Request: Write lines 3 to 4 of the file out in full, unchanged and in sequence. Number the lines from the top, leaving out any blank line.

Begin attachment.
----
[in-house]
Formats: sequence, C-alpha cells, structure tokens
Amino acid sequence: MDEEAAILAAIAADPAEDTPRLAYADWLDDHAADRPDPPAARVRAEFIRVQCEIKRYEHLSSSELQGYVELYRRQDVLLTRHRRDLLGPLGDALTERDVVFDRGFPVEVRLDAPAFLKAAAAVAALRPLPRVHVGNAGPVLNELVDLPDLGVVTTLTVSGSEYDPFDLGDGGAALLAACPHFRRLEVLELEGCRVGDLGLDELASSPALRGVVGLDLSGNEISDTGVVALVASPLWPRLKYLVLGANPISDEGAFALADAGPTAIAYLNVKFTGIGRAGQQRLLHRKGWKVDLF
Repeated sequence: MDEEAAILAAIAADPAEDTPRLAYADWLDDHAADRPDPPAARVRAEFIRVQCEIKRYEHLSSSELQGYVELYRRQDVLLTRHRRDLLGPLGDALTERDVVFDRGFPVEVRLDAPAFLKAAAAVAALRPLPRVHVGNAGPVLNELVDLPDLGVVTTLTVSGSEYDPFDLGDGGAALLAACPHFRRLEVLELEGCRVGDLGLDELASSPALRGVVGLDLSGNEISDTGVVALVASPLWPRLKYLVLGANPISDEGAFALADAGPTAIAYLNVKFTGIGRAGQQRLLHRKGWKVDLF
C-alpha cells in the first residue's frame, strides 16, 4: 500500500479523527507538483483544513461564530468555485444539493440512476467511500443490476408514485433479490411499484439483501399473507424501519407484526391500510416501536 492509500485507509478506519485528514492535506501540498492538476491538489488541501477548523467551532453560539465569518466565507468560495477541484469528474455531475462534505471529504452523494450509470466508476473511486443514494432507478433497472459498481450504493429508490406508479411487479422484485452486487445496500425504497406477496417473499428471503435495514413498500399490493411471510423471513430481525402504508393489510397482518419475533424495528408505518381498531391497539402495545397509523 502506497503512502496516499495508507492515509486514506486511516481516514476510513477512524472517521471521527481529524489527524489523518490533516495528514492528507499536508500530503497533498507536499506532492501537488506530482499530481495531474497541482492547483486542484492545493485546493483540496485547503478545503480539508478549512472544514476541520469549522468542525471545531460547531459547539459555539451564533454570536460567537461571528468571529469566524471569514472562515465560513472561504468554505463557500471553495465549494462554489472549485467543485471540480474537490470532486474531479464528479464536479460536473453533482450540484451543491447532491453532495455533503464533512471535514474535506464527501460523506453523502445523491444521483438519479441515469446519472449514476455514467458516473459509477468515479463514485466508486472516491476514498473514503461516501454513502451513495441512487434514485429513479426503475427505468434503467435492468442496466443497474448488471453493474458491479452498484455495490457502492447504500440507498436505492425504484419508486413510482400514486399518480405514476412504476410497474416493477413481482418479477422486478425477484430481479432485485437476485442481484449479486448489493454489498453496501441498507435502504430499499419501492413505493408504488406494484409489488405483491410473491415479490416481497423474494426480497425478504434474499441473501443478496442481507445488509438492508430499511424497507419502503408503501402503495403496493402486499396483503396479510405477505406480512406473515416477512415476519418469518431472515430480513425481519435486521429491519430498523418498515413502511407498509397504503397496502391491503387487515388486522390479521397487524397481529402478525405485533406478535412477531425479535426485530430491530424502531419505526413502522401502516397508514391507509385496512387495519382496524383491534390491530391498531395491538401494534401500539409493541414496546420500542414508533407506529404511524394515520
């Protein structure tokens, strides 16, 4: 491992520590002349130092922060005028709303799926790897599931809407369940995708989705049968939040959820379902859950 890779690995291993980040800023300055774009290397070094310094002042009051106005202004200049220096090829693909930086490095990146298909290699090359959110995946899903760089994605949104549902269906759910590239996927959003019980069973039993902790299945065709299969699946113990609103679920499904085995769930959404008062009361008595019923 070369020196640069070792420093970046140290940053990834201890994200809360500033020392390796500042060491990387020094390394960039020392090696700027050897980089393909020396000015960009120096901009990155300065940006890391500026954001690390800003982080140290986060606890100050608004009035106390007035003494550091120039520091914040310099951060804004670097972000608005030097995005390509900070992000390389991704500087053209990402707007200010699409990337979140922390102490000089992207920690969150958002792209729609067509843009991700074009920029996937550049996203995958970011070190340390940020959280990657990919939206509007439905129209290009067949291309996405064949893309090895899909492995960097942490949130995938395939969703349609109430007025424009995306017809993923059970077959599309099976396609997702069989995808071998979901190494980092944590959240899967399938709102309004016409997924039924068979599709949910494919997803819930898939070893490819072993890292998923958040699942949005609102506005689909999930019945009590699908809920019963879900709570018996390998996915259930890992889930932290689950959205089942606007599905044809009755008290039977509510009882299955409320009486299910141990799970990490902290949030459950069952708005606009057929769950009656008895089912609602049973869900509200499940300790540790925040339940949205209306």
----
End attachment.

Amino acid sequence: MDEEAAILAAIAADPAEDTPRLAYADWLDDHAADRPDPPAARVRAEFIRVQCEIKRYEHLSSSELQGYVELYRRQDVLLTRHRRDLLGPLGDALTERDVVFDRGFPVEVRLDAPAFLKAAAAVAALRPLPRVHVGNAGPVLNELVDLPDLGVVTTLTVSGSEYDPFDLGDGGAALLAACPHFRRLEVLELEGCRVGDLGLDELASSPALRGVVGLDLSGNEISDTGVVALVASPLWPRLKYLVLGANPISDEGAFALADAGPTAIAYLNVKFTGIGRAGQQRLLHRKGWKVDLF
Repeated sequence: MDEEAAILAAIAADPAEDTPRLAYADWLDDHAADRPDPPAARVRAEFIRVQCEIKRYEHLSSSELQGYVELYRRQDVLLTRHRRDLLGPLGDALTERDVVFDRGFPVEVRLDAPAFLKAAAAVAALRPLPRVHVGNAGPVLNELVDLPDLGVVTTLTVSGSEYDPFDLGDGGAALLAACPHFRRLEVLELEGCRVGDLGLDELASSPALRGVVGLDLSGNEISDTGVVALVASPLWPRLKYLVLGANPISDEGAFALADAGPTAIAYLNVKFTGIGRAGQQRLLHRKGWKVDLF